19.4 C
New York
June 13, 2024
NewsAltitude
Fitness

5 Healthy ways to talk about fitness around your kids: Create ‘a sense of empowerment’

5 Healthy ways to talk about fitness around your kids: Create ‘a sense of empowerment’

When it comes to modeling ideas around healthy fitness for her two-year-old son, running coach and former pro distance runner Kaitlin Gregg Goodman is careful about how she frames her own passion for the sport: that it’s something she does for pleasure.

“I want him to really think––and know––it’s something I do for fun, for health, something we do for ourselves. Not something I have to do,” she tells Fortunebut something she gets to do.

She, like so many other adults, understands that relationships with exercise can be complex, and often negative. That’s why Gregg Goodman is starting early with positivity around the topic with her son, and why experts advise other parents to do the same.

“When it comes to body image and exercise, our social and family network can be either a protective factor or a risk factor,” says Deborah Glasoferassociate professor of clinical medical psychology in psychiatry at the Columbia Department of Psychiatry.

This can start at a young age, she says.

“Children are sponges,” Glasofer tells Fortune. “If you hear your child use disparaging language about their appearance or express unhealthy ideas about exercisethat should ring an alarm in your mind to be mindful of your potential role in that.”

Below, experts weigh in on how your words and actions around fitness can impact impressionable kids in your life, at any age—and how to promote a positive relationship with exercise.

Focus on what your body can do

Our bodies do a lot for us every day, but that can get lost when we’re stressed about appearance and not feeling our greatest.

Licensed family therapist Mary Beth Somich says it’s important for parents to use language that encourages their children—and themselves—–to focus on what their body can do, versus how it looks.

“Parents can help their children develop a healthy appreciation for their bodies by discussing the strengths and abilities their child possesses,” she tells Fortune.

Show your kids that being active can be fun

Physical activity doesn’t have to be grueling and challenging all the time. Even light exercise is beneficial for your mental and physical health.

And parents can do a variety of activities with their kids to bond and stay moving—many of which might not even feel like exercise.

“Outdoor adventures like nature walks or time at the park, sports, dance parties, yoga, stretchinggardening. The options are endless,” Somich says.

Glasofer agrees, and says “fun” is in the eye of the beholder, meaning it’s worth it to try different activities together to see what works what you both enjoy best.

“Leaning into the fun can make it less of a chore,” she says, which is what stops many people from wanting to exercise in the first place.

Avoid framing exercise as an obligation

Exercise is great for health and longevity reasons, but framing it as an obligation can lead to a negative relationship with it.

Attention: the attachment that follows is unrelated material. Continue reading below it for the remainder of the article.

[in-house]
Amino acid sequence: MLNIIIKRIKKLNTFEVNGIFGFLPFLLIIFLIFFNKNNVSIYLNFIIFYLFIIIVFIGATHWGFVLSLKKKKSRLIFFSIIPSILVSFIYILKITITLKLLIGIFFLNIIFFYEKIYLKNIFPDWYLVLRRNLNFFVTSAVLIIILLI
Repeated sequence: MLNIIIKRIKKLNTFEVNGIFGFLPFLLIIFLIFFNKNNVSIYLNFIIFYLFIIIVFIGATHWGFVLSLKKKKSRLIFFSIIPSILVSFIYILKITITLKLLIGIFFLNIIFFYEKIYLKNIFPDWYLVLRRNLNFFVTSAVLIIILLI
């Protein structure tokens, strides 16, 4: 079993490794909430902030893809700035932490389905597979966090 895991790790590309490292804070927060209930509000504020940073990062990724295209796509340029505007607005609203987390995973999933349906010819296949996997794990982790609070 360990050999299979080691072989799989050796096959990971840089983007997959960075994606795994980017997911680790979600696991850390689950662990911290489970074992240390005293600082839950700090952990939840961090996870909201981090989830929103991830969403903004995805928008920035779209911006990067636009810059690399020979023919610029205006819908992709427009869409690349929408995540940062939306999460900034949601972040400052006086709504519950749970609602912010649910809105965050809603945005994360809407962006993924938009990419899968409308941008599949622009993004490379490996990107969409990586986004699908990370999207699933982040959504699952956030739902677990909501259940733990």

“It is helpful to reframe the language used around exercise by saying, ‘I choose to work out today’ rather than ‘I have to work out today,’” Somich says. “This creates a sense of empowerment.”

Giving children the choice to do an activity also gives them control, which is a key part of developmentgrowing up, according to PennState Extension.

Remember food isn’t ‘earned’

Fitness and nutrition are intertwined—and saying things like you earned the dessert you ordered because you worked out can make your child believe they don’t deserve to eat the food they enjoy without working for it, too, says Glasofer.

“Unfortunately, eating and exercise are often paired, and there isn’t any great reason for this,” she says. “No matter your eating habitsexercise has benefits psychologically and physically.”

Somich also stresses the importance of not labeling foods as “good” or “bad” around children—or even for yourself. Instead, acknowledge that healthy eating includes a variety of foods in moderation.

Gregg Goodman says she pays close attention to how she words ideas related to food and exercise around her son.

“I make sure I’m not using language like, ‘This food is a reward for running,’” she says. She instead says her food is refueling her body after a hard effort.

Body neutrality can be just as beneficial as body positivity

It’s not always easy to like what we see in the mirror. But Somich says you don’t have to praise your appearance to make a positive impact on your kids.

“Parents can use positive or neutral language, avoiding negative or shameful body-focused discussions,” she says.

Modeling positive outlooks and behaviors doesn’t have to include positive talk we don’t agree with, Somich says. It’s more about making sure the negative talk isn’t present.

It’s not just what you say

Finally, remember that children pick up on your attitudes more than you may think, suggests Glasofer.

“Sometimes actions are worth a thousand words,” she says.

And most actions don’t go unnoticed by even the youngest members of a family—including things like scrolling on social media, looking at different workout routineschecking your fitness tracker incessantly, or choosing to do a second workout instead of a family activity.

Body image concerns are easily projected onto children unconsciously,” says Somich, “which is why it is so important to self-reflect on the language and behaviors that you are modeling or the messaging you are promoting to your children.”

Read More